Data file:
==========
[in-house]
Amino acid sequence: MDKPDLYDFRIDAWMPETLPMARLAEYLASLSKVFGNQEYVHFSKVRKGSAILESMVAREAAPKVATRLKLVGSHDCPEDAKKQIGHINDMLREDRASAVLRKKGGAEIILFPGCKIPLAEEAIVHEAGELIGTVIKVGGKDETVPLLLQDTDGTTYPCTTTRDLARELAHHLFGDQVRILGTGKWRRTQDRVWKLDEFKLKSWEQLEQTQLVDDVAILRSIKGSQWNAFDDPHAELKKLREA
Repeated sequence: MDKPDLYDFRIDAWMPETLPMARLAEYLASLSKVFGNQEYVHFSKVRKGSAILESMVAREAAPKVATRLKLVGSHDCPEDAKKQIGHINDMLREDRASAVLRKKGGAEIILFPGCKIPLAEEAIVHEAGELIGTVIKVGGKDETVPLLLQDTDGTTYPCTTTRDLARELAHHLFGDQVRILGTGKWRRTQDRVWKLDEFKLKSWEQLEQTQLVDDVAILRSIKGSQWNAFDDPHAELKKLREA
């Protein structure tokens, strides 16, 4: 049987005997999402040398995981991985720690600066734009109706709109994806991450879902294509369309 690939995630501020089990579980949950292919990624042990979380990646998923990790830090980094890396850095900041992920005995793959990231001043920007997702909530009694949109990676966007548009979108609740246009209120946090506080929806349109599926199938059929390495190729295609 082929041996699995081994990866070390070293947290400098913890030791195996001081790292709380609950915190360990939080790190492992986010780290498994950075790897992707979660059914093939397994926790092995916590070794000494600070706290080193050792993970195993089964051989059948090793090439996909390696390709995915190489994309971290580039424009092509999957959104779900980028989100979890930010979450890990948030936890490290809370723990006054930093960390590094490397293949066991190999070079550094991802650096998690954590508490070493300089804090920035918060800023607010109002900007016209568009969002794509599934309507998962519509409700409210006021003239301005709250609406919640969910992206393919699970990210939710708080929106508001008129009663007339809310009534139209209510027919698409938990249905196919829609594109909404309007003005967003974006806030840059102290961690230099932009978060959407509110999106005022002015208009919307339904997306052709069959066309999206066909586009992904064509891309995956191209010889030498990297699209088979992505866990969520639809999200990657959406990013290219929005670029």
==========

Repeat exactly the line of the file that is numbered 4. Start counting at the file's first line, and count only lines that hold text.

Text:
């Protein structure tokens, strides 16, 4: 049987005997999402040398995981991985720690600066734009109706709109994806991450879902294509369309 690939995630501020089990579980949950292919990624042990979380990646998923990790830090980094890396850095900041992920005995793959990231001043920007997702909530009694949109990676966007548009979108609740246009209120946090506080929806349109599926199938059929390495190729295609 082929041996699995081994990866070390070293947290400098913890030791195996001081790292709380609950915190360990939080790190492992986010780290498994950075790897992707979660059914093939397994926790092995916590070794000494600070706290080193050792993970195993089964051989059948090793090439996909390696390709995915190489994309971290580039424009092509999957959104779900980028989100979890930010979450890990948030936890490290809370723990006054930093960390590094490397293949066991190999070079550094991802650096998690954590508490070493300089804090920035918060800023607010109002900007016209568009969002794509599934309507998962519509409700409210006021003239301005709250609406919640969910992206393919699970990210939710708080929106508001008129009663007339809310009534139209209510027919698409938990249905196919829609594109909404309007003005967003974006806030840059102290961690230099932009978060959407509110999106005022002015208009919307339904997306052709069959066309999206066909586009992904064509891309995956191209010889030498990297699209088979992505866990969520639809999200990657959406990013290219929005670029």